Meet Sunny!


Do you know what a guzheng is? Collegium Musicum Choir soprano, and 4th year UNSW Engineering student, Sunny Fan, introduces us to this beautiful traditional Chinese instrument.


Sunny Fan: I – that’s a very interesting question – umm…

Alex Siegers: You don’t have to study music to participate in the ensembles at UNSW. Sunny Fan is in her 4th year of her Bachelor of Materials Science & Engineering and has been singing soprano with the Collegium Musicum Choir since 2017.

SF: Yeah, so, I’ve always, kind of, been in choir, like through out my primary school and high school. So, when I got to uni I was told by a friend that – about this choir, so I just joined. And, as it happened, I met my best friend in uni at Collegium Choir, so I’m really happy about it.

What is your favourite choir memory?

SF: So, umm, I’ve actually been thinking about that, but I don’t think there’s, like, a special moment, but every time before we, kind of, go on stage to perform, I like how, like, everyone is really well dressed and everyone feels prepared and everyone is talking and having a nice chat. I think that’s really lovely.

What unites, or separates, music and science?

SF: I don’t feel like they’re separated that much. I remember in high school I actually wrote my – one of my essays on how, like, the different pitch, kind of, resonates and stuff like that. So, and because I’ve always, kind of, been doing it, it just feels quite natural to have those things together. And also, umm, since leaving high school, I’ve only been learning about, kind of, the maths/science part, so it’s really nice to have the music part alongside of that.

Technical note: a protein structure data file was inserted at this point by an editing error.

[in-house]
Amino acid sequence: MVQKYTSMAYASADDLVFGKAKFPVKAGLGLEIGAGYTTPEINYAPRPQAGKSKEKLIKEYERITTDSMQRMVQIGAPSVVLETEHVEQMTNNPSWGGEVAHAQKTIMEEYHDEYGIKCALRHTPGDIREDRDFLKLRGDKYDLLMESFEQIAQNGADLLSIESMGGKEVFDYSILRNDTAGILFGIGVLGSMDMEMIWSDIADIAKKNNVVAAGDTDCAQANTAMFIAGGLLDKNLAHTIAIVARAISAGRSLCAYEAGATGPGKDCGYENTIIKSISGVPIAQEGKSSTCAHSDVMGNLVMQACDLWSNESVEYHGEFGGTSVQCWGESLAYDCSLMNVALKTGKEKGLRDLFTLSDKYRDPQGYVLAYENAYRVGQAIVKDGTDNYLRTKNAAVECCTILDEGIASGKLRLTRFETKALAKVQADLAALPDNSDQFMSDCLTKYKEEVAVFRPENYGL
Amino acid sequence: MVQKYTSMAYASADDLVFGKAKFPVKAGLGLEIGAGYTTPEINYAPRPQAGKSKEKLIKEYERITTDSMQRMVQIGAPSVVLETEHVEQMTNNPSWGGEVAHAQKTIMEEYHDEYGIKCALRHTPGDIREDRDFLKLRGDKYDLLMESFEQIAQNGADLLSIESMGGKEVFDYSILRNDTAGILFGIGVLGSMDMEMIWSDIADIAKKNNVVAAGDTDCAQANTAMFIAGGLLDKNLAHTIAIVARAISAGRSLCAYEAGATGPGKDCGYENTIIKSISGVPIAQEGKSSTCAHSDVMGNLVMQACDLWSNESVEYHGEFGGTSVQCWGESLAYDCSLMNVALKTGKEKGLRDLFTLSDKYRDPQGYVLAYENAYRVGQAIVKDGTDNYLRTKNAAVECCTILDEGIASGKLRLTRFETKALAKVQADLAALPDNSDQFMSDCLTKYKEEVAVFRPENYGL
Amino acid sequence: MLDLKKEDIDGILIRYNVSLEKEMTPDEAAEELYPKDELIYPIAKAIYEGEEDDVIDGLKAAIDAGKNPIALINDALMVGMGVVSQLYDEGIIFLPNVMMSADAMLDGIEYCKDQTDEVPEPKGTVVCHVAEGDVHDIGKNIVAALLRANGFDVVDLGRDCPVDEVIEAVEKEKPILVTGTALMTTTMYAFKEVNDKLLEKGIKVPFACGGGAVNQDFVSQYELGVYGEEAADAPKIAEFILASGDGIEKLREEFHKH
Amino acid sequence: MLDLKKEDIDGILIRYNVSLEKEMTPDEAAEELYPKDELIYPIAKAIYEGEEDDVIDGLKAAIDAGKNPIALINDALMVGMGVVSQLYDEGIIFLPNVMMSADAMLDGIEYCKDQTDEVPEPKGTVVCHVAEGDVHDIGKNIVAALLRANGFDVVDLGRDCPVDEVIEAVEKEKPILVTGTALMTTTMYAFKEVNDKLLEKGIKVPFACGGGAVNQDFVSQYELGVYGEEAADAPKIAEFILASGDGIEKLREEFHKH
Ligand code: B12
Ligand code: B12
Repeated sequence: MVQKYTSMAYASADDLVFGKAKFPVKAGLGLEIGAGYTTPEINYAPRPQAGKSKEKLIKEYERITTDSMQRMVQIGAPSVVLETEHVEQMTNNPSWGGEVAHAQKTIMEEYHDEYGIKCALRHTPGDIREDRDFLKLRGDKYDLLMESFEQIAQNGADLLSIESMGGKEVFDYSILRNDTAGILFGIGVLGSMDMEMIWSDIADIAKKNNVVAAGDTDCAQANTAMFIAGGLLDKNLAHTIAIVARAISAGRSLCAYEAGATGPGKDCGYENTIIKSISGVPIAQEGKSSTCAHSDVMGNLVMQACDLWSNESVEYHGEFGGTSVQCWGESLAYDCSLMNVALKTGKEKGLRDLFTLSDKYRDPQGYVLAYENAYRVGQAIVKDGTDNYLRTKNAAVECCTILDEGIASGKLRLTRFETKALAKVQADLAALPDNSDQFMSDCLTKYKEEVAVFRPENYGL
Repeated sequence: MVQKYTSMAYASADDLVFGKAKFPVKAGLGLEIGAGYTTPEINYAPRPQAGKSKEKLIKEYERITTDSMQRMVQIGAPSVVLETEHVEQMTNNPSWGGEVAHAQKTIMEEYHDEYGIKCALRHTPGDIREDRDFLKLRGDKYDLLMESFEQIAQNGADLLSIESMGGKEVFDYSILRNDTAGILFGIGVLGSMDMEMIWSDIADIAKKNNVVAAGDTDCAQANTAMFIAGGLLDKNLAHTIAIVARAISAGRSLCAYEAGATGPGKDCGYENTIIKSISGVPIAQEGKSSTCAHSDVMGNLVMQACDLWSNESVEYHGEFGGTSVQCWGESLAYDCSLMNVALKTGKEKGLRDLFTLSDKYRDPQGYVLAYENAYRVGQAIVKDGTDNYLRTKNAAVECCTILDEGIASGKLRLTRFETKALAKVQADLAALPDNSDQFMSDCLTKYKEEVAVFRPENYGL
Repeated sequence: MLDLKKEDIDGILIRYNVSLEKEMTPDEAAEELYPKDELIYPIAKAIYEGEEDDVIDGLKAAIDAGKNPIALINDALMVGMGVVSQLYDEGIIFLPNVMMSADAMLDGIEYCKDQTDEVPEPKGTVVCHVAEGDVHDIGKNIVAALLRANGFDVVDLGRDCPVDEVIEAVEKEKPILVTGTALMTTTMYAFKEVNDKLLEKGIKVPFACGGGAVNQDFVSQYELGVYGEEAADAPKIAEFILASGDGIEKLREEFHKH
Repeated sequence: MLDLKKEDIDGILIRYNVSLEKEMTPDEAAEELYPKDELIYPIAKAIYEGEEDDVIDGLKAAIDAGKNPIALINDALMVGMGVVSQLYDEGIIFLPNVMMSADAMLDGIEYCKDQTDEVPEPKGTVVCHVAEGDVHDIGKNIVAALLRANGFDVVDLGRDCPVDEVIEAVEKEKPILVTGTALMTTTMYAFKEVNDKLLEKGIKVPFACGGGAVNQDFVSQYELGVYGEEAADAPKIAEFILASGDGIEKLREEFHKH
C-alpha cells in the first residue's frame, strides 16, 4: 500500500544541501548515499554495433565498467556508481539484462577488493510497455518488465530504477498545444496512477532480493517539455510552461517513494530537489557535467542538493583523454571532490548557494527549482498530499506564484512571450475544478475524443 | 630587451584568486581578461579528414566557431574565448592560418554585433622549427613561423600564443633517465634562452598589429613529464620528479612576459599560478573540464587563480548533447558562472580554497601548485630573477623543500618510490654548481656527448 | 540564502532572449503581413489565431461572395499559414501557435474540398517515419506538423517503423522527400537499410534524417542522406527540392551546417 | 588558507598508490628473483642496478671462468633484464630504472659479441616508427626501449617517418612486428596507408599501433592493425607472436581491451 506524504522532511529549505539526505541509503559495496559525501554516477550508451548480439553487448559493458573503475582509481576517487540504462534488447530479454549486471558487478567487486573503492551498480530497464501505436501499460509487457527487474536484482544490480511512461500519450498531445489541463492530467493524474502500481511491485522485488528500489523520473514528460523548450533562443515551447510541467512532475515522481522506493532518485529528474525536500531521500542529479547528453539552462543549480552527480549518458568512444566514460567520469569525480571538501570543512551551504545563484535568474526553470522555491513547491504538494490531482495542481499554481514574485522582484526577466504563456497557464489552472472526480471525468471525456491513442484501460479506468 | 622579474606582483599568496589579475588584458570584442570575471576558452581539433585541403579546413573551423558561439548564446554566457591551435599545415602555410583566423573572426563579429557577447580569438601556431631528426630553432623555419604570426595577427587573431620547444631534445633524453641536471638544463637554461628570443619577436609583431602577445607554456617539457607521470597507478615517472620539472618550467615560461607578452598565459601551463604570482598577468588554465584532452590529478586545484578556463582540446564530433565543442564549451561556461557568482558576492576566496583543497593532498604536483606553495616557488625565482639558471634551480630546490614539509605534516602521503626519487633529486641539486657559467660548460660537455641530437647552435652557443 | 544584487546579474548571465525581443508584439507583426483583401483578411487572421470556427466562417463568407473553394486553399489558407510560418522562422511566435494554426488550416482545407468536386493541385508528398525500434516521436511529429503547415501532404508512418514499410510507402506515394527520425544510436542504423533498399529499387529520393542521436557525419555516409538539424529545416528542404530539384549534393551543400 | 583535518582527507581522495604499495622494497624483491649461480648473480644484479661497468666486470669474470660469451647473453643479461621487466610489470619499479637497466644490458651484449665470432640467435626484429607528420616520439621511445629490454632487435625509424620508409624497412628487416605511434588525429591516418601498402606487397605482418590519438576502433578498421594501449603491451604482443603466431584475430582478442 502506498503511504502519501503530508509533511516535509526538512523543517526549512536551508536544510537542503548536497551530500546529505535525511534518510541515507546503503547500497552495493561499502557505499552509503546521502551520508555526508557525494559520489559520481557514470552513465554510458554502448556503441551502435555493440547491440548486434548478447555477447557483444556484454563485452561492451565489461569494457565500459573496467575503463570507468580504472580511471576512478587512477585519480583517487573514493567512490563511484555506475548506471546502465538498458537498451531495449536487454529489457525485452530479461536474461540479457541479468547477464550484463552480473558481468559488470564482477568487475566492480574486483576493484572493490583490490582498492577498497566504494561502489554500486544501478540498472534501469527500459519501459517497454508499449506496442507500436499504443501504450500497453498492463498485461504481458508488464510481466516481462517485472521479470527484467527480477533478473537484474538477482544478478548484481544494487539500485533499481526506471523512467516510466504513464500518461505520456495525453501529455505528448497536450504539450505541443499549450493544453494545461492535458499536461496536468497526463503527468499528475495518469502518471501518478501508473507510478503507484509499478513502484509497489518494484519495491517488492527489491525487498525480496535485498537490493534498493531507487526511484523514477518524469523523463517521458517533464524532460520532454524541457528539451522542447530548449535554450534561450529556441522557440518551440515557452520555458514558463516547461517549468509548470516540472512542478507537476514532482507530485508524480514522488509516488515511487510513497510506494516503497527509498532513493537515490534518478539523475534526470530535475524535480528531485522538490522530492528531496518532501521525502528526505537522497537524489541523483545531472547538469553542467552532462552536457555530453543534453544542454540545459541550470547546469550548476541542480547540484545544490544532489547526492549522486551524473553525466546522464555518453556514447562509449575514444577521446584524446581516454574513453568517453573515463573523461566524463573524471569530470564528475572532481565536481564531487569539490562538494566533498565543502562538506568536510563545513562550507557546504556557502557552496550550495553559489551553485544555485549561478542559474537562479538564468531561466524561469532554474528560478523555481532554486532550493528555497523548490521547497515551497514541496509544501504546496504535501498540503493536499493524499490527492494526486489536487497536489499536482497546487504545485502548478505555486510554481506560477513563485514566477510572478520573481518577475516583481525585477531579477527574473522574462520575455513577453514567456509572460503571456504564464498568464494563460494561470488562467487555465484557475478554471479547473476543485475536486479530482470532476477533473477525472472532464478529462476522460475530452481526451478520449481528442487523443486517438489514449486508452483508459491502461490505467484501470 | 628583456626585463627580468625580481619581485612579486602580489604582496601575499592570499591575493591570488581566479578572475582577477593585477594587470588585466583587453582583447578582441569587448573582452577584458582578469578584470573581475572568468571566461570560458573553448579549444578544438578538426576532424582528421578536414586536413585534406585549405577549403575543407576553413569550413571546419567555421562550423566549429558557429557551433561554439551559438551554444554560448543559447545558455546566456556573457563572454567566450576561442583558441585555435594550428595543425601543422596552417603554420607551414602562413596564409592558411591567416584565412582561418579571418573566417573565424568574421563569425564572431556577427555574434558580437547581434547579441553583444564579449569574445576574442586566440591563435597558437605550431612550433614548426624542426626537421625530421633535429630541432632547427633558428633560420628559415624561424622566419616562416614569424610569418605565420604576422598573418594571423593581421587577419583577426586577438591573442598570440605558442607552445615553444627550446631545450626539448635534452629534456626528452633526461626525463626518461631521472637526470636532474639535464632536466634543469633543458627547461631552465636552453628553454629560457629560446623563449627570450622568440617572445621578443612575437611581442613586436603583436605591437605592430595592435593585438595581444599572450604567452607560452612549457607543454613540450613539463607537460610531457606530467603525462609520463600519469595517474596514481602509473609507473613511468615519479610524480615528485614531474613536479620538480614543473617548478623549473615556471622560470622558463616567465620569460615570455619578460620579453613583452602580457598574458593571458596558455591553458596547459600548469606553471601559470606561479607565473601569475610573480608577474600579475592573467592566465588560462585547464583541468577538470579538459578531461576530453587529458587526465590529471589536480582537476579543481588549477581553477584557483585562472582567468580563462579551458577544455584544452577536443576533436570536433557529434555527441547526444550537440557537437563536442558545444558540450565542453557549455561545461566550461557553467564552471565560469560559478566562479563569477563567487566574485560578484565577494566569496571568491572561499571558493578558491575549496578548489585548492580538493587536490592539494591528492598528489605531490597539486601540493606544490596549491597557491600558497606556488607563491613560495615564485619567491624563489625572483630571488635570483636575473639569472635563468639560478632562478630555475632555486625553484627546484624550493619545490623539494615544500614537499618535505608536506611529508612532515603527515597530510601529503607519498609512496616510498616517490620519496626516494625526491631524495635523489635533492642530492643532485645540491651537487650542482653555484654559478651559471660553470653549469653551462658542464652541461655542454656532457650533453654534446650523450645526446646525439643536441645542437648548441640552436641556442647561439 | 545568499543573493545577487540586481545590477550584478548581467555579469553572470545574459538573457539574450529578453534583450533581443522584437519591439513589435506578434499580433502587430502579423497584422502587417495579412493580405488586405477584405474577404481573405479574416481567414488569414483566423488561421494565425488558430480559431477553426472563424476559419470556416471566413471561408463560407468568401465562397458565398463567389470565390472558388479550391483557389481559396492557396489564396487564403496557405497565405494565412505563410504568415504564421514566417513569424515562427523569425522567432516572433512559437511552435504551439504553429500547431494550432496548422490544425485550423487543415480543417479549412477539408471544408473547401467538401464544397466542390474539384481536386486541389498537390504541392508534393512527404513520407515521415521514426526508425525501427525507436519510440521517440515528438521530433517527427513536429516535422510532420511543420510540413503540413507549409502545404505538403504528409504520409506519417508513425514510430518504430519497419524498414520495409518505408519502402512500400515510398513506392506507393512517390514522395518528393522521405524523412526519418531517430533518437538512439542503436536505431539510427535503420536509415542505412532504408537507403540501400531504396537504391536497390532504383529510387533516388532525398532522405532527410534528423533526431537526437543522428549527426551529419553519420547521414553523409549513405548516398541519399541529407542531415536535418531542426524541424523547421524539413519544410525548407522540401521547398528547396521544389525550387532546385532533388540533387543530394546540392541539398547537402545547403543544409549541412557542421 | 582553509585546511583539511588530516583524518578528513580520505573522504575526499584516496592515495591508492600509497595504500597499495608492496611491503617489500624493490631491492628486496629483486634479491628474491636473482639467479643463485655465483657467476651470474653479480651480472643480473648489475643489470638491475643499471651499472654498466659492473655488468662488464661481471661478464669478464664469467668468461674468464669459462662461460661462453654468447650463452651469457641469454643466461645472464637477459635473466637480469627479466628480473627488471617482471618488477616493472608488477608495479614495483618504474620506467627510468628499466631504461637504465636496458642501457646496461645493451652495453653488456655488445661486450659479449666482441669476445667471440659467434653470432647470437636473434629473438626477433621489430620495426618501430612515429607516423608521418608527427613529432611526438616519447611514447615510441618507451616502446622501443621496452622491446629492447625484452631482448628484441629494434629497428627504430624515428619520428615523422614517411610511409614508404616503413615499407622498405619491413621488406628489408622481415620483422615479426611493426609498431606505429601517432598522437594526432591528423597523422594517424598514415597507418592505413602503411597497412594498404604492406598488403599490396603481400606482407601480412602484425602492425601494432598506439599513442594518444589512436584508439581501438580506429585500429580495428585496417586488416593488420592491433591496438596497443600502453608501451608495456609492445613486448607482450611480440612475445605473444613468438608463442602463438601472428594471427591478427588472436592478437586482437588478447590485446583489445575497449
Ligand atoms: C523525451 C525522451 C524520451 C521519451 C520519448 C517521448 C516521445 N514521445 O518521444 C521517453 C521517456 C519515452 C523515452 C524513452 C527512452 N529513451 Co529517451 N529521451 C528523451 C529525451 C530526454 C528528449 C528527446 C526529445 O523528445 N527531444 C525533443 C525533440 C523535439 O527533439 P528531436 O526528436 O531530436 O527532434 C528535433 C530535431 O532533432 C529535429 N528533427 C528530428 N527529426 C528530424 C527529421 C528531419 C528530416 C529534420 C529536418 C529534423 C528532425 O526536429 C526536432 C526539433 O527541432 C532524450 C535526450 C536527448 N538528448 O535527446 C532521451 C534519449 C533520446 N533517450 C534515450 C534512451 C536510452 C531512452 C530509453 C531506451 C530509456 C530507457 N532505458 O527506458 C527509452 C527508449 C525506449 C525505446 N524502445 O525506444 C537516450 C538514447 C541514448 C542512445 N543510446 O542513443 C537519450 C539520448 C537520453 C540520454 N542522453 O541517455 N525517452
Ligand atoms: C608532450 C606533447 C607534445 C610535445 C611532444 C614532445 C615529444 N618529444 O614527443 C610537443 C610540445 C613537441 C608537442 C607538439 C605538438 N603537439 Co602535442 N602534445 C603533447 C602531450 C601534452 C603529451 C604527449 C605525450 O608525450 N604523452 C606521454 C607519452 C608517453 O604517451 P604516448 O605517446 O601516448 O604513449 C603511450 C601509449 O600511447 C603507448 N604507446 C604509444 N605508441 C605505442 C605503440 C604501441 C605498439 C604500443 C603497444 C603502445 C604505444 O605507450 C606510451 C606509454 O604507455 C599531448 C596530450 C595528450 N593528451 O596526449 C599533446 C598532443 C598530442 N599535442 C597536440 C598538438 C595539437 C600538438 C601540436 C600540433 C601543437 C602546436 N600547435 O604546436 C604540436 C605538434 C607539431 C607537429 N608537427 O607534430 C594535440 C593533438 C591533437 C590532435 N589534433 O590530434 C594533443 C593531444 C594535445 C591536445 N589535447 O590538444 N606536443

Do you play any other instruments?

SF: So I learned guzheng when I was in China, so from probably [age] 6 to around 12, and after I came to Australia I started a bit of piano. But, aah yeah, that kind of stopped. So I know a bit of piano but I still play guzheng sometimes.

SF: I think it’s been called the Chinese zither. So it has this wooden board and it has, usually, the modern day ones have 21 strings with bridges and you play the right part with the right hand and then you can press the string to make variations of the sound of the left side.

SF: The name of it, guzheng, the first part actually means ‘ancient’ and the second part more refers to the actual instrument.